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Should religious change be driven by technology?

Should religious change be driven by technology?

Is culture, driven to change at a breakneck speed by revolutions in technology and communications, moving so quickly that faith and religion are about to drop out of sight? Can (should?) religion in America change quickly enough to keep that from happening if it’s a real threat?

Alex Howard, a retired Episcopal priest, writing in the Pueblo Chieftain reflects on the way he believes weddings by proxy (done online with the two parties in different locations) are changing our understanding of the action of marriage. He sees a parallel movement to that in the growing tendency to have weddings solemnized outside of the church building, or without clergy and the increasing secularization of the event.

He then makes the leap to this question. (I’m not sure I follow the leap he makes, but the question is interesting.)

“I don’t have a particular ax to grind. I simply want to raise the flag of warning about the ease with which we can let technology become a god that replaces all other gods (or, in the case of the faithful, God) and thus impoverishes our lives.

Technology has its place, as does religion. Each stabilizes and enriches our life. We need to get them to work together, each for the other — not dump one for the other.”

More here.

There’s a much better discussion of this question hosted this week on the New York Times in their debate page. “Will Online Faith Communities Replace Churches?” (If you have access to the essays there, take a look).

So, is this issue a real concern? Is it more of the same concern we’ve had since communication was revolutionized by the invention of the telegraph? Should/can religious expression keep up or change?

I think you can make a good argument that a slower considered response is critical in a time of hyper-development.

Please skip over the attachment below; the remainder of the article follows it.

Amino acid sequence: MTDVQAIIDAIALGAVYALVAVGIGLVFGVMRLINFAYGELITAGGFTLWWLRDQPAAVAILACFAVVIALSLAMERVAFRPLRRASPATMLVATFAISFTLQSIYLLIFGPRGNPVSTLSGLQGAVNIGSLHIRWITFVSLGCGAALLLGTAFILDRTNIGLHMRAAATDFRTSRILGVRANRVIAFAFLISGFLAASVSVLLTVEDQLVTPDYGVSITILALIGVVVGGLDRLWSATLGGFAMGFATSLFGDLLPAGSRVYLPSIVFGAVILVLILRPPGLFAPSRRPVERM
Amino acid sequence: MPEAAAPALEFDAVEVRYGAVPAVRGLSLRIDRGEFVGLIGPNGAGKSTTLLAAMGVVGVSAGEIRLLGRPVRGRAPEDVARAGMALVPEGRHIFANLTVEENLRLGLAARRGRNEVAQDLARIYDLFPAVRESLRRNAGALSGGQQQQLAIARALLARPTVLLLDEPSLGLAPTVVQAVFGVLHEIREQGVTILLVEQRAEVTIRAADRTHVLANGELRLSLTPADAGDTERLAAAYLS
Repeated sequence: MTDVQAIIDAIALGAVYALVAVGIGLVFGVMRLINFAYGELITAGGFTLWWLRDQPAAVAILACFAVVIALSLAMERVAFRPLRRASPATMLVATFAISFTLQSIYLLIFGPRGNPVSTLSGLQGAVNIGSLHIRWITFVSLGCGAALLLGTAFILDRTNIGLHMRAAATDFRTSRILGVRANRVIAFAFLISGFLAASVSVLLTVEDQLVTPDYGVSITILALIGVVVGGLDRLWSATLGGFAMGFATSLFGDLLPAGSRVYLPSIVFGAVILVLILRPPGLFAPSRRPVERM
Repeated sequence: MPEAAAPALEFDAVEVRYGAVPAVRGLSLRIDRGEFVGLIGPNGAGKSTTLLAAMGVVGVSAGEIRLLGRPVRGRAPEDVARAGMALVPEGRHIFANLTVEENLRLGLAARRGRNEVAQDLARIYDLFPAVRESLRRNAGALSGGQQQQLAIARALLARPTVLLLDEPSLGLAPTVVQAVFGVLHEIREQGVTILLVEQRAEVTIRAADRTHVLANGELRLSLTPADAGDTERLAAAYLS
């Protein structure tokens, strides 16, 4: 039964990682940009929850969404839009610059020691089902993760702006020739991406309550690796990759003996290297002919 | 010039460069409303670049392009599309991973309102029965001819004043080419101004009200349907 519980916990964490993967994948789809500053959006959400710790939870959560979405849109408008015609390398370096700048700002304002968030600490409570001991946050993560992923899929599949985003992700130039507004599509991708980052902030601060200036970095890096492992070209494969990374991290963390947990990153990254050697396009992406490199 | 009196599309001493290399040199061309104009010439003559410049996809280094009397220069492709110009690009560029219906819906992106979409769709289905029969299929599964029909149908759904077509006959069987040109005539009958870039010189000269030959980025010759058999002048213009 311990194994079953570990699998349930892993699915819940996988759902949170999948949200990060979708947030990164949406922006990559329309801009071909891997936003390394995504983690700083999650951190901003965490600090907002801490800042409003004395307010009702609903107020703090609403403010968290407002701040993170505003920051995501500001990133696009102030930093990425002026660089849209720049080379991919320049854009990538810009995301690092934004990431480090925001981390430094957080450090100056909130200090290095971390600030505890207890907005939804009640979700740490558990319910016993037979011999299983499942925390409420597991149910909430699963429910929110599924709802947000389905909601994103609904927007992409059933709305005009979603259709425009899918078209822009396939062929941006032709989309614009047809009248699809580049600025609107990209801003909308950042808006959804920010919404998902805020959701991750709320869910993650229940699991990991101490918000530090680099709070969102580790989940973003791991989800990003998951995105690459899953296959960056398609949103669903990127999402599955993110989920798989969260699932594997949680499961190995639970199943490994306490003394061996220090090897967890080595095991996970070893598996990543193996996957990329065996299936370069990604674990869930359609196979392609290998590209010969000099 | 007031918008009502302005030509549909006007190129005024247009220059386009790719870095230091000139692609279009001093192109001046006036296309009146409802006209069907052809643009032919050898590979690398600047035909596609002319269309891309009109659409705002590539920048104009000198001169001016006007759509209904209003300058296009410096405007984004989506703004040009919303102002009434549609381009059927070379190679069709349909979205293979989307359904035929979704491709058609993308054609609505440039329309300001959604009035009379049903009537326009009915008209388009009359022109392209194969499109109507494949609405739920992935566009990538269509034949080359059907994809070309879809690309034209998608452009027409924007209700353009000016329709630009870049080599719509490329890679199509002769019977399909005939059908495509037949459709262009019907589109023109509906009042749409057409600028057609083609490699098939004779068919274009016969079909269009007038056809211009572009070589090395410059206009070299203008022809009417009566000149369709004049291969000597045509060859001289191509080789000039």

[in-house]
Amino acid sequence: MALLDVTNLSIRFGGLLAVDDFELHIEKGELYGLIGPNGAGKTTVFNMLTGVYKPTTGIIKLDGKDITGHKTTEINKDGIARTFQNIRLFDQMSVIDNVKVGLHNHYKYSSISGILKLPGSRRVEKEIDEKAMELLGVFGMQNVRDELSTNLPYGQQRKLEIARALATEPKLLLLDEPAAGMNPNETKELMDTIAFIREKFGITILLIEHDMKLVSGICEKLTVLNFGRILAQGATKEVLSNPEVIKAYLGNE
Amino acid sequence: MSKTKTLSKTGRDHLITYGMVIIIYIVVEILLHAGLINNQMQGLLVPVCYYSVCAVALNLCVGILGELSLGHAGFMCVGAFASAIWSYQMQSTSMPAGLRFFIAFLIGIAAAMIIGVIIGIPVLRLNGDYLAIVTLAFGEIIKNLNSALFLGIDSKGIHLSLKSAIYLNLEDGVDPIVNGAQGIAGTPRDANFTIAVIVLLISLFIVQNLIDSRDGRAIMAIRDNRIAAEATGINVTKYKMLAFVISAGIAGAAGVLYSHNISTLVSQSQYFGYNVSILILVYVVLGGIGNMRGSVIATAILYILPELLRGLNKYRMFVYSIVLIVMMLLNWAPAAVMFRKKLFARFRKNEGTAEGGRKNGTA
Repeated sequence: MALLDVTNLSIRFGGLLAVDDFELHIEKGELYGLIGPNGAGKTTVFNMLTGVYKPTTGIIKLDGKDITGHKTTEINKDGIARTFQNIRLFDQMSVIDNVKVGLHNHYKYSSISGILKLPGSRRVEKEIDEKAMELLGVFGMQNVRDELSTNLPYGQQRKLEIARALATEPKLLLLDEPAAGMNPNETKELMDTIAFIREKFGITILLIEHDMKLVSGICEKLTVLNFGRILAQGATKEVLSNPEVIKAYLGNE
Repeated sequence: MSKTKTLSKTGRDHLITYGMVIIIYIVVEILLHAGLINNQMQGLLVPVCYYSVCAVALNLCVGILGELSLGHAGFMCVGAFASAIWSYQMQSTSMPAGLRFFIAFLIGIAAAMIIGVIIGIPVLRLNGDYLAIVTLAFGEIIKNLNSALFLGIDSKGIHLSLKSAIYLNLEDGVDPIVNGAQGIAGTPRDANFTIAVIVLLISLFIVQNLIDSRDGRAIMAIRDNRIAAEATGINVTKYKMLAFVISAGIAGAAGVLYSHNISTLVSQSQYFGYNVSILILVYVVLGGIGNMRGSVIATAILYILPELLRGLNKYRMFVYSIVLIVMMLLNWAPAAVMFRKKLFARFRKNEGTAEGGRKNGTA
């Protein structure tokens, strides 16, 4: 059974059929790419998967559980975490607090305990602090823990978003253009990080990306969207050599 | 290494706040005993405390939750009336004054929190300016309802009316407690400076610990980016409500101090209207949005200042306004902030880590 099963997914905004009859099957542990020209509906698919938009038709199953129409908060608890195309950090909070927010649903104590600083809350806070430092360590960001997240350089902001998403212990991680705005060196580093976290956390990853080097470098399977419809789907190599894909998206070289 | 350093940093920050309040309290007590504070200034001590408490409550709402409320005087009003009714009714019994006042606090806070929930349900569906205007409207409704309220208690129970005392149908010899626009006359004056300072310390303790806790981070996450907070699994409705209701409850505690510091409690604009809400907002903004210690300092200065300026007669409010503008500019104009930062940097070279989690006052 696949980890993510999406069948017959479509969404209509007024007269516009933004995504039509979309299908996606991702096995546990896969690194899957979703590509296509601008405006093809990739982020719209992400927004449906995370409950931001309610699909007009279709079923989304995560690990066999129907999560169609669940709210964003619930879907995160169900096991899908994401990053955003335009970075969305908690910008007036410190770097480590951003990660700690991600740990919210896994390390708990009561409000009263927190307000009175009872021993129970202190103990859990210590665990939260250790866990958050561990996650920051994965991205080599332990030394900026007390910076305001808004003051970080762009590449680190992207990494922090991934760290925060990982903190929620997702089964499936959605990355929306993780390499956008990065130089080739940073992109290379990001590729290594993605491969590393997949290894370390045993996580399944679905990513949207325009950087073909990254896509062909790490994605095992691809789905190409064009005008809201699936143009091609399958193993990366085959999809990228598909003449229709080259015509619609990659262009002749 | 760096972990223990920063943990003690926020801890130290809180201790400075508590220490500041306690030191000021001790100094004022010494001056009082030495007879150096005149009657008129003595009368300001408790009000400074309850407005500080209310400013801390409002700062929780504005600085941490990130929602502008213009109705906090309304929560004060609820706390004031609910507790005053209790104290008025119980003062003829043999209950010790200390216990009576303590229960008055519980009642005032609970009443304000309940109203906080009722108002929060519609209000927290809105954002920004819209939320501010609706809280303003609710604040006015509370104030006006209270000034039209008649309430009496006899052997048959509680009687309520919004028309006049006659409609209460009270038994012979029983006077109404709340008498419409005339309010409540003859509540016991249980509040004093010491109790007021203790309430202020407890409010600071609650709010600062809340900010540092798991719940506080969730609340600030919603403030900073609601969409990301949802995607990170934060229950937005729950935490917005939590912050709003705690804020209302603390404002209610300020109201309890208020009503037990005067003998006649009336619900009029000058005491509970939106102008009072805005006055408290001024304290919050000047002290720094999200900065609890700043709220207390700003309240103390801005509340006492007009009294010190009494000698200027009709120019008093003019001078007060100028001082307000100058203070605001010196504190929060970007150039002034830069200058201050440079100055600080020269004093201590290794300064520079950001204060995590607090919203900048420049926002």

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tobias haller

Few things have changed as much as marriage in Christian history, usually in response to cultural pressure. In fact, it was cultural pressure that originally got what was essentially a civil function “into” the church in the first place — and it took some centuries to do so.

As to technology, let’s not think that’s anything new. Cast metal, candles, printed books, pipe organs, sound systems (including those for the hearing impaired) — these are all human inventions, the result of technology, and yes, they changed how we worship.

Emma Pease

On the proxy marriages, I think he is making mountains out of molehills. In the US proxy marriages can happen in only 4 states and almost all seem to involve military people serving overseas (how many, I wonder, are unmarried couples where the stateside one discovers she is pregnant and the father serving overseas wants to give her and the baby to come the benefits of being legally married asap [e.g., a widow’s pension if he is killed]).

On marriages outside of churches, well where else should non-religious people get married? Or would he prefer that non-religious people such as myself mouth belief and get married in a church?

Danny Berry

Cultural changes always induce change in religion, belief systems and religious practice. After all, religion is an artifact of culture. Even the gods we worship are artifacts of culture.

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